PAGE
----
The grips in the new design of this invention are activated individually via individual hydraulic rams. This feature allows the tool to grip a pipe wall evenly when the pipe internal diameter is not perfectly circular. This feature is superior in axial pressure load distribution than spring compensated systems on current plug technology. The grips are moved towards the pipe wall with a double ended piston. This maintains equal swept volumes during manipulation of the grip positions. The grips of this invention ride along rails from their retracted positions to their extended positions. The use of rails for positioning the grips ensures an equal transfer of axial force from the pipeline pressure to radial force that ensures the grips are adequately held against the pipe wall regardless of pipe wall thickness. Further, the use of rails ensure that there are no design and performance compromises for a wide range of pipe wall thicknesses and tolerances.
Further the support frame in this invention is utilized as the hydraulic distribution manifold for the individual hydraulic cylinders that activate the grips against the pipe wall.
Another unique feature of the new plug design is that the packer module has the ability to adjust the activation factor and thereby adjust to high and low pressure applications without compromising the total induced radial hoop stress that is applied to the pipe wall. The radial hoop stress generated by the plug is a product of the axial force from the pipeline pressure (which is the product of the cross-sectional area of the pipe internal diameter and the pipeline pressure) converted to a rubber pressure in the packer elements. The packers are able to seal because they are situated in a manner that produces a greater pressure against the pipe wall than is generated by the pipeline pressure. This pressure amplification is the mechanism of self-activation and is the product of surface area advantage the pipeline pressure has over the surface area of the packers that is resisting that pressure. If two pistons of different diameters are connected mechanically end to end in correspondingly sized cylinders the same scenario would exist as the relationship between pipeline pressure and packer rubber pressure.
In traditional plugs the pressure head is made of solid construction and presents a unified structure to the pipeline pressure. The entire force from the pipeline pressure is focused through a reduced cross-sectional area of the packer. If a pressure head flange is acted upon by the pipeline pressure, the pressure head flange reacts to the force induced by the pipeline pressure by compressing the packers. Because the cross-sectional area of the packers is smaller than the cross-sectional area of the pipeline internal diameter the pressure built up in the packers to resist the force from the pressure head flange will be larger than the pipeline pressure. The ratio of cross-sectional area of the pipeline internal diameter and the cross-sectional area of the packers is referred to as the “activation factor”.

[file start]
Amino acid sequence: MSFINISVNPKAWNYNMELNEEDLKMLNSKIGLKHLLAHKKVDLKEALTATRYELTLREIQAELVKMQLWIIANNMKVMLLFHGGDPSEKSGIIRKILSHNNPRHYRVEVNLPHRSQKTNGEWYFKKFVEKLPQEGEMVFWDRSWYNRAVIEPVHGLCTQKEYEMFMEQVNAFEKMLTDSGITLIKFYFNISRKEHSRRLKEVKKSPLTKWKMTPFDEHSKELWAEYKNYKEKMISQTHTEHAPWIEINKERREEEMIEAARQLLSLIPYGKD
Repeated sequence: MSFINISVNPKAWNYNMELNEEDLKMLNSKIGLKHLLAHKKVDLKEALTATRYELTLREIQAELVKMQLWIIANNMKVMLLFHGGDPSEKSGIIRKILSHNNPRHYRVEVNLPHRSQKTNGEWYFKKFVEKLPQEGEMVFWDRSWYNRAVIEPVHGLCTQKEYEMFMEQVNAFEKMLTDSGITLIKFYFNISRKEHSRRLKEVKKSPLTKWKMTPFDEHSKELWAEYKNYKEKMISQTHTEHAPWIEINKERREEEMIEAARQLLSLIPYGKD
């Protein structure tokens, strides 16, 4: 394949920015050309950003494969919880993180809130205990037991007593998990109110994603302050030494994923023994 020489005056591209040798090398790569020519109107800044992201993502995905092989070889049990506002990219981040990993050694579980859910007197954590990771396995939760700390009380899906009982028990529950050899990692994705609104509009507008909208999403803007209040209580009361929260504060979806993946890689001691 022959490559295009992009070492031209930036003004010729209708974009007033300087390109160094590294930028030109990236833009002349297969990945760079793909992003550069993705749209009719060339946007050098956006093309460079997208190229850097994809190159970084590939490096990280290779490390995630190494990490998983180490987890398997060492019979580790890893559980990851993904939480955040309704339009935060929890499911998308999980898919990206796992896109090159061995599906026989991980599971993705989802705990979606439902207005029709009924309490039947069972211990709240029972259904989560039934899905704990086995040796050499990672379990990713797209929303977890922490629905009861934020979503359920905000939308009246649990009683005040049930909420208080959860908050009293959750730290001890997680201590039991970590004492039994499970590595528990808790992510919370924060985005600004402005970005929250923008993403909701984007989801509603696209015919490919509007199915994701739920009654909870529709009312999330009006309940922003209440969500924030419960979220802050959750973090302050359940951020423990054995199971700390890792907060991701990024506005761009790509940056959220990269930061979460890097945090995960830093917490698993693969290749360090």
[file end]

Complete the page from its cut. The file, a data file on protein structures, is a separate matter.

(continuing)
In the isolation tool of this invention, the pressure head flange cross-sectional area is broken down into two areas and thus divides the load path from the force induced by pipeline pressure into two major components. One load path is through the packers and its source is the reduced cross-sectional area of the pressure head flange that is allowed to compress the packers without moving the hydraulic cylinder assembly; and a second load path which is the load induced by pipeline pressure on the cross-sectional area of the hydraulic cylinder assembly through the piston rod.
This breakup of presented area to the pipeline pressure that creates the force to be routed through the packer elements results in a lower activation factor for the same packer geometry. A unique feature of this invention is that the cylinder can be configured such that its surface induced force will float the cylinder's position towards the pressure head flange and find a load path through the packer as well and not the piston rod. This has the effect of providing a tool with two distinct activation factors. The advantage of this feature is that it gives the tool the ability to have high pressure and low pressure operating ranges. Further it allows the tool to be configured in the pipe and on the fly to operate in both ranges without having to be removed from the pipeline and reconfigured.
Every tool undergoes two modes of the operation called “setting”. The first mode is the “hydraulic set” whereby the internal hydraulic cylinder or other comparable means of constricting the length of the tool causes the packers to be compressed axially and expand the packers outward until they contact the pipe wall internal diameter. This mode initiates the first sealing mechanism of the isolation tool. The second mode uses the force induced from pipeline differential pressure across the plug to further compress the tool axially and drive the packers harder against the pipe wall internal diameter. This mode of operation is pressure set. The force from the pressure set can be and is typically much larger than the hydraulic set. It is desirable to employ the differential pressure to keep the tool set even if it is accidentally instructed to unset via the hydraulics. This constitutes an additional level of safety for the operator that the tool cannot be unset in a situation that may be dangerous to personnel and equipment. If during an isolation project with the tradition style tools the operator's pipeline pressure drops below that required for a safe level the condition could exist that an untrained person could inadvertently command the plug to unset. With the tool of this invention the activation factor can be changed to decrease the required pressure of that safe level so that safe operation can continue.